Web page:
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Egyptians Polarized Over Top Ruling General

  • Elizabeth Arrott

Egyptian General Abdel Fattah el-Sissi has emerged as the key leader in the interim military government. The general rose from obscurity, was chosen by then-President Mohamed Morsi to lead the armed forces last year, and went on to unseat him.

To millions of Egyptians, the savior of the nation, the man who ousted President Mohamed Morsi, checked the threat of unbridled Islamism and steered Egypt back to its true path.

Massive banners of the general dominate rallies, as supporters chant his name. Outside a tent in Tahrir square, woodcarver Ali el-Gazzar turned el-Sissi's image into a sculpture.

“Thanks be to God to General el-Sissi,” he said, adding there would have been a civil war if God hadn't wanted him to exterminate terrorism.

Since el-Sissi has come to dominate the political landscape, “terrorism" has become a code word for Morsi and his supporters, hunkered down in encampments in Cairo and around the country.

Opponents of Egypt's ousted President Mohammed Morsi rally in Tahrir Square in Cairo, Egypt, July 7, 2013.

Opponents of Egypt's ousted President Mohammed Morsi rally in Tahrir Square in Cairo, Egypt, July 7, 2013.

So it's not surprising the the ex-president's Islamist base takes a different view of the general.

The same el-Sissi images can be seen in those encampments, only with a noose superimposed around his neck.

Former air force officer Ibrahim Suilam said there's a “cult of Sissi”. He finds the supporters' blind adoration appalling.

"The photos are propaganda and they make me feel disgusted," Suilam said adding that he's reminded that there is a person “who has stolen my will, stolen my freedom and killed my brothers.”

El-Sissi was a virtual unknown when Morsi picked him as defense minister last year. At 58, el-Sissi was a relatively fresh face compared to the old guard military council that had continued to exert its influence even after Egypt's first freely-elected president came to power.

Supporters of Egypt's ousted President Mohammed Morsi chant slogans against Egyptian Defense Minister Gen. Abdel-Fattah el-Sissi at Nasr City, July 28, 2013.

Supporters of Egypt's ousted President Mohammed Morsi chant slogans against Egyptian Defense Minister Gen. Abdel-Fattah el-Sissi at Nasr City, July 28, 2013.

Allegiances

But el-Sissi's allegiances were initially unclear. He said nothing when Morsi assumed extraordinary powers to push through a new constitution - one that protected the powerful interests of the military.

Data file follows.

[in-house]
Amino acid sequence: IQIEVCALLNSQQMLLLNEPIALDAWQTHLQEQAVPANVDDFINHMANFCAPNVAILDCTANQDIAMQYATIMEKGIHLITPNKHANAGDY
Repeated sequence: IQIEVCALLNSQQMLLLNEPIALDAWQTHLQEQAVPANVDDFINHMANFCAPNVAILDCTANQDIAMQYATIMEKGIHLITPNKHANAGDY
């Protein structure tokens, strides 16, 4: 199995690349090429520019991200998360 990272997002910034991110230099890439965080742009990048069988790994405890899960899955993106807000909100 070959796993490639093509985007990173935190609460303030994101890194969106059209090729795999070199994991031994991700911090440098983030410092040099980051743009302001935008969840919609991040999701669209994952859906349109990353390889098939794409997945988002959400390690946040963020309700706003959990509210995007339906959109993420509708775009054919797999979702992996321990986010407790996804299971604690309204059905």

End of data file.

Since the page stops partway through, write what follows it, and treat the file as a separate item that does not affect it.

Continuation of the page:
And when el-Sissi said in April that “the hand that harms any Egyptian must be cut,” both pro- and anti-Morsi forces felt he was their man.

Then, on July 3, after days of mass protests against Morsi, the president was out, and General el-Sissi was seen as a future president.

Details of the military's concerns about the Islamist president have since emerged. They lend some credence to accusations of behind the scenes meetings with anti-Morsi protesters who were fed up with increasing Islamism and a collapsing economy.

The military, which has vast business interests - some estimates are as high as a quarter of Egypt's output - saw it's domain in jeopardy as well.

Egyptians are reflected in pictures showing late Egyptian presidents Mohammed Naguib, left, Gamal Abdel Nasser, second right, Anwar Sadat, right, and Egypt's last King Farouk, second left, at a photo shop in Cairo, Egypt, May 22, 2012.

Egyptians are reflected in pictures showing late Egyptian presidents Mohammed Naguib, left, Gamal Abdel Nasser, second right, Anwar Sadat, right, and Egypt's last King Farouk, second left, at a photo shop in Cairo, Egypt, May 22, 2012.

History repeats itself

And in Egypt, it is an easy leap to imagine a military forays into politics.

From General Gamal Abdel Nasser, who led a coup against the monarchy, to Anwar Sadat and Hosni Mubarak, military men have ruled Egypt.

Activist in Cairo carries a sign that says: "Wait! Don't kill me. I'm not terrorist. I''m not even with the Muslim Brotherhood. I'm an Egyptian who loves my country. I'm a Muslim who loves my religion," Aug 2, 2013. (Hamada Elrasam for VOA)

Activist in Cairo carries a sign that says: "Wait! Don't kill me. I'm not terrorist. I''m not even with the Muslim Brotherhood. I'm an Egyptian who loves my country. I'm a Muslim who loves my religion," Aug 2, 2013. (Hamada Elrasam for VOA)

Even when frustration with Mubarak led to his ouster - people welcomed The Supreme Military Council as their interim ruler.

Morsi was an aberration - a member of an outsider group propelled by the ballot box to highest office, though he too resorted to tactics outside the lines of democracy.

It's a distressing dynamic for some, which keeps ordinary Egyptians removed from the workings of government. Human rights researcher Priyanka Motaparthy.

“Going forward, input on these vital documents that are going to shape the face of Egyptian public life - the constitution, the right to demonstrate, the right to free media - all these need to be drafted and revised incorporating civil society's voice,” said Priyanka Motaparthy of Human Rights Watch.

As the adulation of el-Sissi continues in some quarters, it remains unknown whether he will give meaningful power to the people, or whether it will have to be reclaimed again.

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